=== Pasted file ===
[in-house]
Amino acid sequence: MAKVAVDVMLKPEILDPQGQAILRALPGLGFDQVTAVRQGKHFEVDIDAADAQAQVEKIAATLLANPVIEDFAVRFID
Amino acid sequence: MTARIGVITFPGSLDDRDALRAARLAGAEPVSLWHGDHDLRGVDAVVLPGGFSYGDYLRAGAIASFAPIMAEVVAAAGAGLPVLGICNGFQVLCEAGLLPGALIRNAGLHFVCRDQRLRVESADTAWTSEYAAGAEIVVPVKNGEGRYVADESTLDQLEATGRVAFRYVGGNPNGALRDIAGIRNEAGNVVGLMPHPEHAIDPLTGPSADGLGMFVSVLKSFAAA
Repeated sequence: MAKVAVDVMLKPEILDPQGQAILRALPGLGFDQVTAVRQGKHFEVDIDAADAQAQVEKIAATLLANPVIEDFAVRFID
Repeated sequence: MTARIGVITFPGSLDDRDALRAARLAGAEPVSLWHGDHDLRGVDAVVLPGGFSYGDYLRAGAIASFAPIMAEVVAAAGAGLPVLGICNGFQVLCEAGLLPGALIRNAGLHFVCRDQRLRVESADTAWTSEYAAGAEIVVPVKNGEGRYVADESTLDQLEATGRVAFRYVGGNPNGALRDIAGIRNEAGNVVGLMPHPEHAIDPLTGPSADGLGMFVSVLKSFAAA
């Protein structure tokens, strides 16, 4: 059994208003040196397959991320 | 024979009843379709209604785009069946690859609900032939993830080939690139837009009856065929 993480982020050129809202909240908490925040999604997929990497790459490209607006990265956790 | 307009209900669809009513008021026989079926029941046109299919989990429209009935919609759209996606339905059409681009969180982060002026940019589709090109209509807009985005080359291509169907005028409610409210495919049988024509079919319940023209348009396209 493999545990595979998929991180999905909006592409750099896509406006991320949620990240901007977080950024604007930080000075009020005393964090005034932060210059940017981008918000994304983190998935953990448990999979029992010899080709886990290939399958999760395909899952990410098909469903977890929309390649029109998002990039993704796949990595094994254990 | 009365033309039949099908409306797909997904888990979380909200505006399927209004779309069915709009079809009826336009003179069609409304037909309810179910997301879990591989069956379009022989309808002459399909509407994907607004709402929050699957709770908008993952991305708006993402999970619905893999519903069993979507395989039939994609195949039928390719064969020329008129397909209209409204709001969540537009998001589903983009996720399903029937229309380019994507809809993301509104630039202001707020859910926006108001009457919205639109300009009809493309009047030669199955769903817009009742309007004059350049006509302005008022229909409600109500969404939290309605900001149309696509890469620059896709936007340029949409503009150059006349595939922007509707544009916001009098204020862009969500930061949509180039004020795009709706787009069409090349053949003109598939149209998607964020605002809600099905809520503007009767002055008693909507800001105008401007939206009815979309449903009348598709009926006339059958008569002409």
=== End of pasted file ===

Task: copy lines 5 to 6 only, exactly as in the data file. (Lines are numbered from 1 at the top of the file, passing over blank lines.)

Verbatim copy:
Repeated sequence: MTARIGVITFPGSLDDRDALRAARLAGAEPVSLWHGDHDLRGVDAVVLPGGFSYGDYLRAGAIASFAPIMAEVVAAAGAGLPVLGICNGFQVLCEAGLLPGALIRNAGLHFVCRDQRLRVESADTAWTSEYAAGAEIVVPVKNGEGRYVADESTLDQLEATGRVAFRYVGGNPNGALRDIAGIRNEAGNVVGLMPHPEHAIDPLTGPSADGLGMFVSVLKSFAAA
């Protein structure tokens, strides 16, 4: 059994208003040196397959991320 | 024979009843379709209604785009069946690859609900032939993830080939690139837009009856065929 993480982020050129809202909240908490925040999604997929990497790459490209607006990265956790 | 307009209900669809009513008021026989079926029941046109299919989990429209009935919609759209996606339905059409681009969180982060002026940019589709090109209509807009985005080359291509169907005028409610409210495919049988024509079919319940023209348009396209 493999545990595979998929991180999905909006592409750099896509406006991320949620990240901007977080950024604007930080000075009020005393964090005034932060210059940017981008918000994304983190998935953990448990999979029992010899080709886990290939399958999760395909899952990410098909469903977890929309390649029109998002990039993704796949990595094994254990 | 009365033309039949099908409306797909997904888990979380909200505006399927209004779309069915709009079809009826336009003179069609409304037909309810179910997301879990591989069956379009022989309808002459399909509407994907607004709402929050699957709770908008993952991305708006993402999970619905893999519903069993979507395989039939994609195949039928390719064969020329008129397909209209409204709001969540537009998001589903983009996720399903029937229309380019994507809809993301509104630039202001707020859910926006108001009457919205639109300009009809493309009047030669199955769903817009009742309007004059350049006509302005008022229909409600109500969404939290309605900001149309696509890469620059896709936007340029949409503009150059006349595939922007509707544009916001009098204020862009969500930061949509180039004020795009709706787009069409090349053949003109598939149209998607964020605002809600099905809520503007009767002055008693909507800001105008401007939206009815979309449903009348598709009926006339059958008569002409």